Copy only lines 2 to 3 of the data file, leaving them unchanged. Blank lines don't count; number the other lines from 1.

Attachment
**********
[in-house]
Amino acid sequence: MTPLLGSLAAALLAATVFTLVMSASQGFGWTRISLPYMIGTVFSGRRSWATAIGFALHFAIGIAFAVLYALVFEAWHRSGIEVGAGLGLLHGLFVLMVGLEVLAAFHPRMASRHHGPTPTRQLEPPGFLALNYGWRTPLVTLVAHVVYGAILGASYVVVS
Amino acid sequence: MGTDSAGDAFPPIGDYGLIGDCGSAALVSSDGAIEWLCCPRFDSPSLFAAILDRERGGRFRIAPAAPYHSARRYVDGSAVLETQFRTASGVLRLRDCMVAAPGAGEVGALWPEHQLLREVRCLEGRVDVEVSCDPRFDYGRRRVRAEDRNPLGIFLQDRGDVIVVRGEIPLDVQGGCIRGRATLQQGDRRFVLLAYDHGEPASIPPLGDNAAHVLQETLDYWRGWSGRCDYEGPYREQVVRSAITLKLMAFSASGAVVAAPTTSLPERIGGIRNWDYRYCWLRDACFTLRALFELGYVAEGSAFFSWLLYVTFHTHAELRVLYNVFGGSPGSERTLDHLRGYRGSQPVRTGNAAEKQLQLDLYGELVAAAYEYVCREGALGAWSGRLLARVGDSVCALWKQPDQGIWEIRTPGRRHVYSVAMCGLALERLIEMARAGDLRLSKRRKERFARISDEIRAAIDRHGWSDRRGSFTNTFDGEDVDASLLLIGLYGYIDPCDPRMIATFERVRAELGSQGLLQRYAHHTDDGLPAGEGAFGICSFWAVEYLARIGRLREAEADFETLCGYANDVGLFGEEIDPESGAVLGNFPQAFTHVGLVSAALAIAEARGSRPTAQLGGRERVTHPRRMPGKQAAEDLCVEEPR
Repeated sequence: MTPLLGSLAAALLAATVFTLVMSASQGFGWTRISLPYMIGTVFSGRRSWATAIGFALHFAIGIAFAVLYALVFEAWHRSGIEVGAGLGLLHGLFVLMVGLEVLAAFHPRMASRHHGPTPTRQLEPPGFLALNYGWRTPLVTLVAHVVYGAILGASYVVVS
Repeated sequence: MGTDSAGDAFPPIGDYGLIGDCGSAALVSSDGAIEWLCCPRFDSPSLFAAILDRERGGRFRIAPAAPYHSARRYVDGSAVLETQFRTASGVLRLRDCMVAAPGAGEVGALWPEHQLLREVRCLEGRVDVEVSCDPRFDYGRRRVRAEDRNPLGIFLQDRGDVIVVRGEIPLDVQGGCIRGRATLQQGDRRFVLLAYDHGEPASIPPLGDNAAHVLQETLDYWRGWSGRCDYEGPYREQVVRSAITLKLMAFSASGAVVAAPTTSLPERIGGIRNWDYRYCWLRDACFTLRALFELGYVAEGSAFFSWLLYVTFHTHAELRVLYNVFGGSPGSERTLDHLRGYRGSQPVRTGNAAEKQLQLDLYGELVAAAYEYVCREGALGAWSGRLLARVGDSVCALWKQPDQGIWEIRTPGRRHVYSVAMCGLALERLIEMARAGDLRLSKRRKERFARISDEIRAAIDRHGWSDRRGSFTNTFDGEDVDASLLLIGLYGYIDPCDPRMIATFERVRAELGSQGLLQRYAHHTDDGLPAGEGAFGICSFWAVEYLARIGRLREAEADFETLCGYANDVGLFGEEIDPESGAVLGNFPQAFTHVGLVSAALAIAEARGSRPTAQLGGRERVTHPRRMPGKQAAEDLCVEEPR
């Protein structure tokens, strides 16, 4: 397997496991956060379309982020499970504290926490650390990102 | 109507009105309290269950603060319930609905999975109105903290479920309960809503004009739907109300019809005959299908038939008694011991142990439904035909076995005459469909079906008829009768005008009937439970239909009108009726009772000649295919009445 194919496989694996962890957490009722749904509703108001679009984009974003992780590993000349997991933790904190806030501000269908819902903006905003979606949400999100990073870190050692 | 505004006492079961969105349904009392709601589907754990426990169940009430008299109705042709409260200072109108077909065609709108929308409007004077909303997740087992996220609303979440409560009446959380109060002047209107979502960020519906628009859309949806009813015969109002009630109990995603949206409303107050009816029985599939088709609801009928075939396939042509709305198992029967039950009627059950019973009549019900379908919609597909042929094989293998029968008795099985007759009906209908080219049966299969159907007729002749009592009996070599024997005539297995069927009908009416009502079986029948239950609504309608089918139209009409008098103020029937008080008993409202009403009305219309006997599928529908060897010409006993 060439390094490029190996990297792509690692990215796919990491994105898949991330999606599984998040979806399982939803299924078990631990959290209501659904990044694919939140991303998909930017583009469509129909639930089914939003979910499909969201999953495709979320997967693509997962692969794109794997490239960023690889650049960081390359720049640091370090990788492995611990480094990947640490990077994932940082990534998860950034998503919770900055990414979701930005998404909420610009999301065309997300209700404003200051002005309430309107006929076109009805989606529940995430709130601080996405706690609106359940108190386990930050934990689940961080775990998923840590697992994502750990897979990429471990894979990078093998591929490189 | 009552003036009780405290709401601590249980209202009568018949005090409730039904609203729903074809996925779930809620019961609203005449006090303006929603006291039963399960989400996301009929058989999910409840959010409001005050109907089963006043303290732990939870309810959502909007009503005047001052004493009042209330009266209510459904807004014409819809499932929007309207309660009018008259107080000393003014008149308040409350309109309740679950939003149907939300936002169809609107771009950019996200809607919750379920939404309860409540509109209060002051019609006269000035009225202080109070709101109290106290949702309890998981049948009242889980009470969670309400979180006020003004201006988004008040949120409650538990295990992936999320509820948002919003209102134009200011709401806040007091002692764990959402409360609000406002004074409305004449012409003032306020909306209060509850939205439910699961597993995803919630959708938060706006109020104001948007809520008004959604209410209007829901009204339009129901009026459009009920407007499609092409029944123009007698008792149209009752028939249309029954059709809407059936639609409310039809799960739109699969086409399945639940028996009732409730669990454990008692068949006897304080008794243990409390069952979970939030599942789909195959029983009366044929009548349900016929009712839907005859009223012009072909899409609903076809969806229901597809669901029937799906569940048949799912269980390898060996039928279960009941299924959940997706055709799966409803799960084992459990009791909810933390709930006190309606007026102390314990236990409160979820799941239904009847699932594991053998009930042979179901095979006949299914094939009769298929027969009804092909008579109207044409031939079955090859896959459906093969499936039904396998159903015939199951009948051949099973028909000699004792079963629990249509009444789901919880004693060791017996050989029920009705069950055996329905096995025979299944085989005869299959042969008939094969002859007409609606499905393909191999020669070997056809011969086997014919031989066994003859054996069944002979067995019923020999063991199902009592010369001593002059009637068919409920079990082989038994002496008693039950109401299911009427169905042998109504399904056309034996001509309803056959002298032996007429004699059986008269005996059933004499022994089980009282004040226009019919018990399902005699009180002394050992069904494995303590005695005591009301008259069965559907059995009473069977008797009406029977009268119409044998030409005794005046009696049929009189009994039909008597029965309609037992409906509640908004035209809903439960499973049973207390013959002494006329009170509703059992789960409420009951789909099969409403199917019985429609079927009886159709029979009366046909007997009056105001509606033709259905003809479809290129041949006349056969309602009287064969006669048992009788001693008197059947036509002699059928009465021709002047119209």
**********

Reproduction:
Amino acid sequence: MTPLLGSLAAALLAATVFTLVMSASQGFGWTRISLPYMIGTVFSGRRSWATAIGFALHFAIGIAFAVLYALVFEAWHRSGIEVGAGLGLLHGLFVLMVGLEVLAAFHPRMASRHHGPTPTRQLEPPGFLALNYGWRTPLVTLVAHVVYGAILGASYVVVS
Amino acid sequence: MGTDSAGDAFPPIGDYGLIGDCGSAALVSSDGAIEWLCCPRFDSPSLFAAILDRERGGRFRIAPAAPYHSARRYVDGSAVLETQFRTASGVLRLRDCMVAAPGAGEVGALWPEHQLLREVRCLEGRVDVEVSCDPRFDYGRRRVRAEDRNPLGIFLQDRGDVIVVRGEIPLDVQGGCIRGRATLQQGDRRFVLLAYDHGEPASIPPLGDNAAHVLQETLDYWRGWSGRCDYEGPYREQVVRSAITLKLMAFSASGAVVAAPTTSLPERIGGIRNWDYRYCWLRDACFTLRALFELGYVAEGSAFFSWLLYVTFHTHAELRVLYNVFGGSPGSERTLDHLRGYRGSQPVRTGNAAEKQLQLDLYGELVAAAYEYVCREGALGAWSGRLLARVGDSVCALWKQPDQGIWEIRTPGRRHVYSVAMCGLALERLIEMARAGDLRLSKRRKERFARISDEIRAAIDRHGWSDRRGSFTNTFDGEDVDASLLLIGLYGYIDPCDPRMIATFERVRAELGSQGLLQRYAHHTDDGLPAGEGAFGICSFWAVEYLARIGRLREAEADFETLCGYANDVGLFGEEIDPESGAVLGNFPQAFTHVGLVSAALAIAEARGSRPTAQLGGRERVTHPRRMPGKQAAEDLCVEEPR